Google in February launched their Accelerated Mobile Pages (AMP) offering.
Aiming to right the wrong of the slow user experience on mobile devices Google has created an open source initiative to provide a mechanism for mobile sites to load faster and provide an app like user experience in terms of speed. They have also been working with a number of organisations since the initiative was announced late last year and, therefore have had a wide range of publishers delivering their AMP compliant versions as part of the new service.
A similar activity was also undertaken by Facebook under the title of Instant Article in mid 2015 to again improve the experience for users on the most rapid growth channel for content consumption, Mobile Devices, with traffic now averaging around 40% for mobile vs desktop a lot of focus has been placed on this channel. The advantage for organisations is that now that this approach has already been tried by Facebook and has been available for nearly a year, there are some initial indicators available on viability of approach. Based on current market feed back sites using instant article have been reporting seeing improved stickiness and an increase in visits. This does reinforce the fact held by many that by improving the user experience in a meaningful way users will engage more. The question will be how this translates to revenue generation.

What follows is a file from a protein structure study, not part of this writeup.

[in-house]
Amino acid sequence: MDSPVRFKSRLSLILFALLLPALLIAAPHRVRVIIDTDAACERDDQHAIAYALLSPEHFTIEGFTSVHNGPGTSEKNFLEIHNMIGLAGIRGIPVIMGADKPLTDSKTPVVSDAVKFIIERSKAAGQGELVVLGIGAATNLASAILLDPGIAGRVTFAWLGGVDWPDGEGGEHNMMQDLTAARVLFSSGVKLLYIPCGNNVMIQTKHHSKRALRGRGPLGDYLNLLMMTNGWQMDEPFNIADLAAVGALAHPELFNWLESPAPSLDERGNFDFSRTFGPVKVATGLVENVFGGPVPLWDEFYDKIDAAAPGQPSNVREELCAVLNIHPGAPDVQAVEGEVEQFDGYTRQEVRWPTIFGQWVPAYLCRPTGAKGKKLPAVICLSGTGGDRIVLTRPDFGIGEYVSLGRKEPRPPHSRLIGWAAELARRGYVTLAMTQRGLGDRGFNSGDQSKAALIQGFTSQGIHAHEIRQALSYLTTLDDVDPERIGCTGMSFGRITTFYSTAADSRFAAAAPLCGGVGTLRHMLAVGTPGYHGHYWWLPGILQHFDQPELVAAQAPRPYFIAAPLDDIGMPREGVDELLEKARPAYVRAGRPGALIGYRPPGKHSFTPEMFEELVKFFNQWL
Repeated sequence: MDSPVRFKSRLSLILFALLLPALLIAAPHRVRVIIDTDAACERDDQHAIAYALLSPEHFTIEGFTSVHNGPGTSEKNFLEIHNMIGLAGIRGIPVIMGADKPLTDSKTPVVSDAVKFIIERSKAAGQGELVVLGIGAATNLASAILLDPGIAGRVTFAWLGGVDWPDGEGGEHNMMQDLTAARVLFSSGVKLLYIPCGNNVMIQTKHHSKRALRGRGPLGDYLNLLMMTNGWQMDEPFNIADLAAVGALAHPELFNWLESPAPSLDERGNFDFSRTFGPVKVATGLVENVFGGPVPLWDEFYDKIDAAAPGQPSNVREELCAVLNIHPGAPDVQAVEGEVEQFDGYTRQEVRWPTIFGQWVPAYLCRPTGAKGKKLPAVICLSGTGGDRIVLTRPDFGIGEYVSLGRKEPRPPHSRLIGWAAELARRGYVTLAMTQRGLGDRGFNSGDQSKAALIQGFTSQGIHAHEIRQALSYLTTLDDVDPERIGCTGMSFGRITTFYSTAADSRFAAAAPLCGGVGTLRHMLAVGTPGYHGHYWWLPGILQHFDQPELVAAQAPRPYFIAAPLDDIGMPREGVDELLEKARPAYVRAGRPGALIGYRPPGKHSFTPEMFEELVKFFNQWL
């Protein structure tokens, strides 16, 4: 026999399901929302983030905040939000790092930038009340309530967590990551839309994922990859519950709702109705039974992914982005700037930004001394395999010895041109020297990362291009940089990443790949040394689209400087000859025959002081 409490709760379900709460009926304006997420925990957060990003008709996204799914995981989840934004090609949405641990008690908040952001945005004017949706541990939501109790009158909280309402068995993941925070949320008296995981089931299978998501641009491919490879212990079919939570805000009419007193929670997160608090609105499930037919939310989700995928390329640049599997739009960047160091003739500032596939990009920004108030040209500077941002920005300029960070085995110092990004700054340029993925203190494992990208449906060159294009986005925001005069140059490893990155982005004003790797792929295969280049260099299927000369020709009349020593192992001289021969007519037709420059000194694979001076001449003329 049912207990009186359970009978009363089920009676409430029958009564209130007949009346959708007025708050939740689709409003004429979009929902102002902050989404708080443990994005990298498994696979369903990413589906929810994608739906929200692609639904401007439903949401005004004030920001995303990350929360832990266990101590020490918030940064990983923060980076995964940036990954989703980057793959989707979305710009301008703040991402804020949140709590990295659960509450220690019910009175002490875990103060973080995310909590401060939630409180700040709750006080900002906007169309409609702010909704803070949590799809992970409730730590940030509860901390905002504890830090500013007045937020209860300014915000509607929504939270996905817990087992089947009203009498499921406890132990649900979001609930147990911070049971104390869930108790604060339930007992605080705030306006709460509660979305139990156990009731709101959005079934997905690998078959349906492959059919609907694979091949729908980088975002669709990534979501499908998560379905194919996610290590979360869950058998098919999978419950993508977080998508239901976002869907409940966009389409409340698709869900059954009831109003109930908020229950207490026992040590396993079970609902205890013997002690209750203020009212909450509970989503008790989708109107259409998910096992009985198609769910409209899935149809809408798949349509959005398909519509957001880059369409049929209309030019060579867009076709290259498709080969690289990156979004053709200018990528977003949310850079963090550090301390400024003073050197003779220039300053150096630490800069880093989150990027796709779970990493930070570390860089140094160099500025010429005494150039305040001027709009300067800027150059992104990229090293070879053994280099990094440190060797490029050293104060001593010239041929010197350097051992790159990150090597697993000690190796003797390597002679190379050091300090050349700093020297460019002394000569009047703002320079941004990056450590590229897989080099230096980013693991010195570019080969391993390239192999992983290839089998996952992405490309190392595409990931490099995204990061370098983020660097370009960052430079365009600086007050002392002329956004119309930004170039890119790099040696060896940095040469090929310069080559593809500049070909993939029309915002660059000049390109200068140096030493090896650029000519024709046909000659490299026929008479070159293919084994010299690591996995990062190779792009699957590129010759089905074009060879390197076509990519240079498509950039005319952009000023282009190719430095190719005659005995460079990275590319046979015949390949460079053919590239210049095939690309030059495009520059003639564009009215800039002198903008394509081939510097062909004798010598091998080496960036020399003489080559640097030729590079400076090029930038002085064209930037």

Back to AMP, with one of the key benefits being optimised delivery to mobile, for those who have an AMP version of their site this means quicker loading with speeds quoted as up to 85% faster than traditional mobile sites. This also means potential higher rankings for AMP enabled sites in search results as speed is a key metric for SEO. Another feature being provided is the introduction of headline images and titles for listing results, again boosting the prominence of the sites. For those without AMP sites the impact to traffic for one of the key delivery channels will potentially be high.
With all the benefits though, comes a price and that is the limitation of certain features, some of which may be revenue affecting. These include non support for interstitials Ad pages or page takeovers as well as limitations on custom code being added to AMP pages. Where does this leave revenue generation? Well traditional embedded ads are still available and function as expected so there is limited impact there. Looking at other revenue opportunities Paywall integration is also supported, so for those whose technology is integrated and available there is an alternative. With the added fact that with the user experience greatly improved this may, if done correctly become a real viable addition to a paid content strategy or provide one for those without.
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